I'm a greedy gamer. I love to chase the next audiovisual high or high-impact feast, but as I hurtle towards the next generation of consoles I wonder if I have too much of a good thing. The "just good enough" technology movement tells me that efficient design rather than horsepower can create just as much fun and excitement.
I'd heard about the idea before, but was reminded how widespread this approach to tech was when I stumbled across Robert Capps' article in Wired. Although he makes a great case for "just good enough" websites, gadgets, music and media, game consoles went unmentioned.
Being a gamer, I immediately thought of Nintendo. Its restrained approach to gaming mirrors those magical devices that succeed with a "just good enough" user experience. It's an approach I like because it means game design becomes about the player rather than the technology. In fact, they seem to have been reading from the same playbook. Capps' comments about disrupting existing industry values could just as easily have come from Reggie Fils-Aime.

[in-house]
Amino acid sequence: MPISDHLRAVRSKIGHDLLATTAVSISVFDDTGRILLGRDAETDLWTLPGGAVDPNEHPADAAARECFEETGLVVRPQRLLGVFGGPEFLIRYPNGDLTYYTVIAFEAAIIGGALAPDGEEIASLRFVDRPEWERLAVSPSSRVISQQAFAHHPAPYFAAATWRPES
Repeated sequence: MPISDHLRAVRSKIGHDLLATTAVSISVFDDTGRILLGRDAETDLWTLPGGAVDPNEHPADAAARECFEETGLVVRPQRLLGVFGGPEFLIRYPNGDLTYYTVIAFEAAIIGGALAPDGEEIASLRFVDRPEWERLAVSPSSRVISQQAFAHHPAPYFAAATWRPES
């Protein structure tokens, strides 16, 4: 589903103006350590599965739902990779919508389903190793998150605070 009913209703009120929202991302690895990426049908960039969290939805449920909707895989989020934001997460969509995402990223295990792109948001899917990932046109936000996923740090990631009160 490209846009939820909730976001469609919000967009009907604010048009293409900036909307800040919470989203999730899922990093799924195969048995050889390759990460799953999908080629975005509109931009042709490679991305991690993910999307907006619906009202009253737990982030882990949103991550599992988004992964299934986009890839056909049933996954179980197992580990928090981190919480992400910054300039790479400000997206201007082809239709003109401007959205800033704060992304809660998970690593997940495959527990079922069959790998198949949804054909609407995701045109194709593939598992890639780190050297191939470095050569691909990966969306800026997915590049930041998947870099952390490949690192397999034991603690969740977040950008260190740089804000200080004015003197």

A lot of this is gaming history now, but go back a few years and the idea of low-fi gaming was unheard of. Before the Wii and the DS broke onto the scene, everybody clamored for fidelity, resolution, and hardware features in new gaming consoles. Each new generation had to outgun the last and deliver previously unimagined graphical realism. Go back to the GameCube, though, and you can hear Nintendo quietly building its vision of games not dependent on horsepower. Its big idea: fun from ideas and implementations rather than processor speed, polygon count and frame rate.
I remember that my response was intrigue and skepticism. It sounded more like the marketing hype platform manufacturers often roll out rather than a genuinely new idea. But then, while Sony and Microsoft were releasing hi-spec machines, Nintendo came to market with the DS and Wii - hardware that lagged behind a generation.
It took a while for the penny to drop for me - this was a revolutionary approach that would deeply affect the games I held dear. Nintendo had left the power race and instead played to its strengths. It knew that Sony and Microsoft could out-punch it in the hardware ring, but it would always be the king of in-house first party games. Its answer was to create this now-familiar concept of "just good enough" by focusing on gameplay and convenience rather than graphics.